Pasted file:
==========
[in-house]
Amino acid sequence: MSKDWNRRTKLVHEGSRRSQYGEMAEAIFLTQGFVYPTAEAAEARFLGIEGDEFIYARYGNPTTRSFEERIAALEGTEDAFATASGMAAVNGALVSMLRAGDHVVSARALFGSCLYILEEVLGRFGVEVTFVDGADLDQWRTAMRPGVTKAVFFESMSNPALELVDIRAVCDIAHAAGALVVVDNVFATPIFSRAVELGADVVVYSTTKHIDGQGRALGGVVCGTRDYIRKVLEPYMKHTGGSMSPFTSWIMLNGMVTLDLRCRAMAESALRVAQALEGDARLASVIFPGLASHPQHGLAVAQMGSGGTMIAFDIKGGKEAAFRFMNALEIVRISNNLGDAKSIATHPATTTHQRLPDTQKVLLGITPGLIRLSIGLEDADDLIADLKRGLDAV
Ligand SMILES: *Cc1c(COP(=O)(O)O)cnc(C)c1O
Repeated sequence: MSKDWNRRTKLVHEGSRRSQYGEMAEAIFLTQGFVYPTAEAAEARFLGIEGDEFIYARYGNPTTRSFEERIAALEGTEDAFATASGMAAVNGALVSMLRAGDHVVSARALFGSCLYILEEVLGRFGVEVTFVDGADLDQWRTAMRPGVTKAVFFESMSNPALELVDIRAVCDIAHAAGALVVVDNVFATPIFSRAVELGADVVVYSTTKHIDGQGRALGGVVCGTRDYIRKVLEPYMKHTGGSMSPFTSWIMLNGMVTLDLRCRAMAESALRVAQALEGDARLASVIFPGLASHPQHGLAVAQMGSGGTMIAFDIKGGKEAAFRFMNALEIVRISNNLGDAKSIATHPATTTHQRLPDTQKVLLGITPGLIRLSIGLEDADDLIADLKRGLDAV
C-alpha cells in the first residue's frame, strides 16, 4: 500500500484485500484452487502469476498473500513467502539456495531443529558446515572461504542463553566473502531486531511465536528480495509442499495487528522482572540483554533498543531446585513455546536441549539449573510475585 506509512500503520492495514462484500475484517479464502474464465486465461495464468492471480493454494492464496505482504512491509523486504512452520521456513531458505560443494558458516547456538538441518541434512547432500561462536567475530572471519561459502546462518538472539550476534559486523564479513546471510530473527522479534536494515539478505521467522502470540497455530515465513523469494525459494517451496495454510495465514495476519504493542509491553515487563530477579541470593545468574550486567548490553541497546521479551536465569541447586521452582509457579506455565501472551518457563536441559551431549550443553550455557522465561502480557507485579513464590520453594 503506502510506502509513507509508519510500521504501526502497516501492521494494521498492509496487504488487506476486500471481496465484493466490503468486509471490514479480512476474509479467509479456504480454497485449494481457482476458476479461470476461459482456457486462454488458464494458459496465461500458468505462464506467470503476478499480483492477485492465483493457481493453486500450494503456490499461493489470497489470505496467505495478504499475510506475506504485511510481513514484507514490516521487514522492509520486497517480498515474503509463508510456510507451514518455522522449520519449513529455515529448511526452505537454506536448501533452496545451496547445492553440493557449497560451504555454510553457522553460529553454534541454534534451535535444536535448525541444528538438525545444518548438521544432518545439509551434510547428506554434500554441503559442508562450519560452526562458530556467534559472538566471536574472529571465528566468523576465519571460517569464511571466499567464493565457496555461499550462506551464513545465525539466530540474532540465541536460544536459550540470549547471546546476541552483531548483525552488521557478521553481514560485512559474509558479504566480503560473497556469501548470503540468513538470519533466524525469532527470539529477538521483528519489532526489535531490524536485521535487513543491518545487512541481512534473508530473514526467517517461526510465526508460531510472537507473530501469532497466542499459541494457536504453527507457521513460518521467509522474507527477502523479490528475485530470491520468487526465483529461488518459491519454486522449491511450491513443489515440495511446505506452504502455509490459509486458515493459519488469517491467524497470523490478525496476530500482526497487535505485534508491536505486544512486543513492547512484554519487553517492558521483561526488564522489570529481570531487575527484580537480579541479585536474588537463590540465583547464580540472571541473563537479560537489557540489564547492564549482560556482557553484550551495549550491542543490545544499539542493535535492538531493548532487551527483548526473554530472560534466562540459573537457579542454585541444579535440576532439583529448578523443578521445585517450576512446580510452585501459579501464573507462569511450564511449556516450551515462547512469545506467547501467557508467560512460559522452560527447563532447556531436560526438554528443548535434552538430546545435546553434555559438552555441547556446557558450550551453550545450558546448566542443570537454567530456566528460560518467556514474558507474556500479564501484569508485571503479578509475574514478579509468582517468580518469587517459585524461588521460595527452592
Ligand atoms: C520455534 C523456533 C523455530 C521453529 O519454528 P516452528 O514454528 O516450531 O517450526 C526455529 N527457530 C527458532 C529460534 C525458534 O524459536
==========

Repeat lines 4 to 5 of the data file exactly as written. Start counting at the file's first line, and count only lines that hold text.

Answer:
Repeated sequence: MSKDWNRRTKLVHEGSRRSQYGEMAEAIFLTQGFVYPTAEAAEARFLGIEGDEFIYARYGNPTTRSFEERIAALEGTEDAFATASGMAAVNGALVSMLRAGDHVVSARALFGSCLYILEEVLGRFGVEVTFVDGADLDQWRTAMRPGVTKAVFFESMSNPALELVDIRAVCDIAHAAGALVVVDNVFATPIFSRAVELGADVVVYSTTKHIDGQGRALGGVVCGTRDYIRKVLEPYMKHTGGSMSPFTSWIMLNGMVTLDLRCRAMAESALRVAQALEGDARLASVIFPGLASHPQHGLAVAQMGSGGTMIAFDIKGGKEAAFRFMNALEIVRISNNLGDAKSIATHPATTTHQRLPDTQKVLLGITPGLIRLSIGLEDADDLIADLKRGLDAV
C-alpha cells in the first residue's frame, strides 16, 4: 500500500484485500484452487502469476498473500513467502539456495531443529558446515572461504542463553566473502531486531511465536528480495509442499495487528522482572540483554533498543531446585513455546536441549539449573510475585 506509512500503520492495514462484500475484517479464502474464465486465461495464468492471480493454494492464496505482504512491509523486504512452520521456513531458505560443494558458516547456538538441518541434512547432500561462536567475530572471519561459502546462518538472539550476534559486523564479513546471510530473527522479534536494515539478505521467522502470540497455530515465513523469494525459494517451496495454510495465514495476519504493542509491553515487563530477579541470593545468574550486567548490553541497546521479551536465569541447586521452582509457579506455565501472551518457563536441559551431549550443553550455557522465561502480557507485579513464590520453594 503506502510506502509513507509508519510500521504501526502497516501492521494494521498492509496487504488487506476486500471481496465484493466490503468486509471490514479480512476474509479467509479456504480454497485449494481457482476458476479461470476461459482456457486462454488458464494458459496465461500458468505462464506467470503476478499480483492477485492465483493457481493453486500450494503456490499461493489470497489470505496467505495478504499475510506475506504485511510481513514484507514490516521487514522492509520486497517480498515474503509463508510456510507451514518455522522449520519449513529455515529448511526452505537454506536448501533452496545451496547445492553440493557449497560451504555454510553457522553460529553454534541454534534451535535444536535448525541444528538438525545444518548438521544432518545439509551434510547428506554434500554441503559442508562450519560452526562458530556467534559472538566471536574472529571465528566468523576465519571460517569464511571466499567464493565457496555461499550462506551464513545465525539466530540474532540465541536460544536459550540470549547471546546476541552483531548483525552488521557478521553481514560485512559474509558479504566480503560473497556469501548470503540468513538470519533466524525469532527470539529477538521483528519489532526489535531490524536485521535487513543491518545487512541481512534473508530473514526467517517461526510465526508460531510472537507473530501469532497466542499459541494457536504453527507457521513460518521467509522474507527477502523479490528475485530470491520468487526465483529461488518459491519454486522449491511450491513443489515440495511446505506452504502455509490459509486458515493459519488469517491467524497470523490478525496476530500482526497487535505485534508491536505486544512486543513492547512484554519487553517492558521483561526488564522489570529481570531487575527484580537480579541479585536474588537463590540465583547464580540472571541473563537479560537489557540489564547492564549482560556482557553484550551495549550491542543490545544499539542493535535492538531493548532487551527483548526473554530472560534466562540459573537457579542454585541444579535440576532439583529448578523443578521445585517450576512446580510452585501459579501464573507462569511450564511449556516450551515462547512469545506467547501467557508467560512460559522452560527447563532447556531436560526438554528443548535434552538430546545435546553434555559438552555441547556446557558450550551453550545450558546448566542443570537454567530456566528460560518467556514474558507474556500479564501484569508485571503479578509475574514478579509468582517468580518469587517459585524461588521460595527452592